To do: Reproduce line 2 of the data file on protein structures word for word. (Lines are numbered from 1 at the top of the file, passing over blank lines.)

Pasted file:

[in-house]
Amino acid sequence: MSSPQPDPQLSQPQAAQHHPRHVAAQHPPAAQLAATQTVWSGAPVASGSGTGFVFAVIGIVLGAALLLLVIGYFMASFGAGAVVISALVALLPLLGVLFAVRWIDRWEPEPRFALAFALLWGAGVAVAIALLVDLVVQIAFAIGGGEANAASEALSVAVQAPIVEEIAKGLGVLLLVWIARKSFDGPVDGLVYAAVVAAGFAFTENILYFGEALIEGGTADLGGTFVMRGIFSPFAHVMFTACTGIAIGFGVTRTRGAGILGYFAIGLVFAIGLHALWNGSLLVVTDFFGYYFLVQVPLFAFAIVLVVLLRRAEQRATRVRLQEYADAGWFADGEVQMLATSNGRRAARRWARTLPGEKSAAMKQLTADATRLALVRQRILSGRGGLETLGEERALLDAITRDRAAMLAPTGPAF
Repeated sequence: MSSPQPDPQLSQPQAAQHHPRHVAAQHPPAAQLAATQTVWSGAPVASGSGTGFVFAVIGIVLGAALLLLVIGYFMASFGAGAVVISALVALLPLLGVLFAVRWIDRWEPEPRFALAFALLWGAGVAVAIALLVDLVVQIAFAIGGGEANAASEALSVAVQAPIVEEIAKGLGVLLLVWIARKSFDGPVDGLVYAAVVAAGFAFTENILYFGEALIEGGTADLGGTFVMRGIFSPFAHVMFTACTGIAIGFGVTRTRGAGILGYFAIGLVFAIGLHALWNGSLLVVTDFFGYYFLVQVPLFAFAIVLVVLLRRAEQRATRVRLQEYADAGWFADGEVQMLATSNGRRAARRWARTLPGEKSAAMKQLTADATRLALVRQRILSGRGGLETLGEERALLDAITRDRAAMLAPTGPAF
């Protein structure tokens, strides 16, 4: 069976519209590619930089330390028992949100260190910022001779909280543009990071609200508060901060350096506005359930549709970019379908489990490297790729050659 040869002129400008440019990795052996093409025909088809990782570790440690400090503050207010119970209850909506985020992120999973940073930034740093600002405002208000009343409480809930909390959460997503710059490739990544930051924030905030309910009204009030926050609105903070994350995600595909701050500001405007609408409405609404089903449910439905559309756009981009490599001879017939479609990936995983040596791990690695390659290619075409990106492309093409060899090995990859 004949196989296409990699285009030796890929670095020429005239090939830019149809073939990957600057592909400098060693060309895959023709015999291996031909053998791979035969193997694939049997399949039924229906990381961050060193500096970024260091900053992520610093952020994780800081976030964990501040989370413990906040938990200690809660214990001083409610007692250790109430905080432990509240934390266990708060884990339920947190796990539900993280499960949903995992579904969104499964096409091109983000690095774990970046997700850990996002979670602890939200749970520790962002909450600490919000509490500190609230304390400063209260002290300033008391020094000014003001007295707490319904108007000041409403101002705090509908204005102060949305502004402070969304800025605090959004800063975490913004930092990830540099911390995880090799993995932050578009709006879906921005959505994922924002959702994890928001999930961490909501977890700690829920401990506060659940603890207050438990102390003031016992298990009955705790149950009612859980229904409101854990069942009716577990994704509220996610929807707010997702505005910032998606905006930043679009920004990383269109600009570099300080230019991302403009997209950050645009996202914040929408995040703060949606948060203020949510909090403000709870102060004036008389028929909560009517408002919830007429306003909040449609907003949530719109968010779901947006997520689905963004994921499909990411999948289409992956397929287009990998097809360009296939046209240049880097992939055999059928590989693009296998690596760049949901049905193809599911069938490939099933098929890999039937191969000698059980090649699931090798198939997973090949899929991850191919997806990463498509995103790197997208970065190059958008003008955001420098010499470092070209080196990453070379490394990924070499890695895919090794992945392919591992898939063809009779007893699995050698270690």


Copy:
Amino acid sequence: MSSPQPDPQLSQPQAAQHHPRHVAAQHPPAAQLAATQTVWSGAPVASGSGTGFVFAVIGIVLGAALLLLVIGYFMASFGAGAVVISALVALLPLLGVLFAVRWIDRWEPEPRFALAFALLWGAGVAVAIALLVDLVVQIAFAIGGGEANAASEALSVAVQAPIVEEIAKGLGVLLLVWIARKSFDGPVDGLVYAAVVAAGFAFTENILYFGEALIEGGTADLGGTFVMRGIFSPFAHVMFTACTGIAIGFGVTRTRGAGILGYFAIGLVFAIGLHALWNGSLLVVTDFFGYYFLVQVPLFAFAIVLVVLLRRAEQRATRVRLQEYADAGWFADGEVQMLATSNGRRAARRWARTLPGEKSAAMKQLTADATRLALVRQRILSGRGGLETLGEERALLDAITRDRAAMLAPTGPAF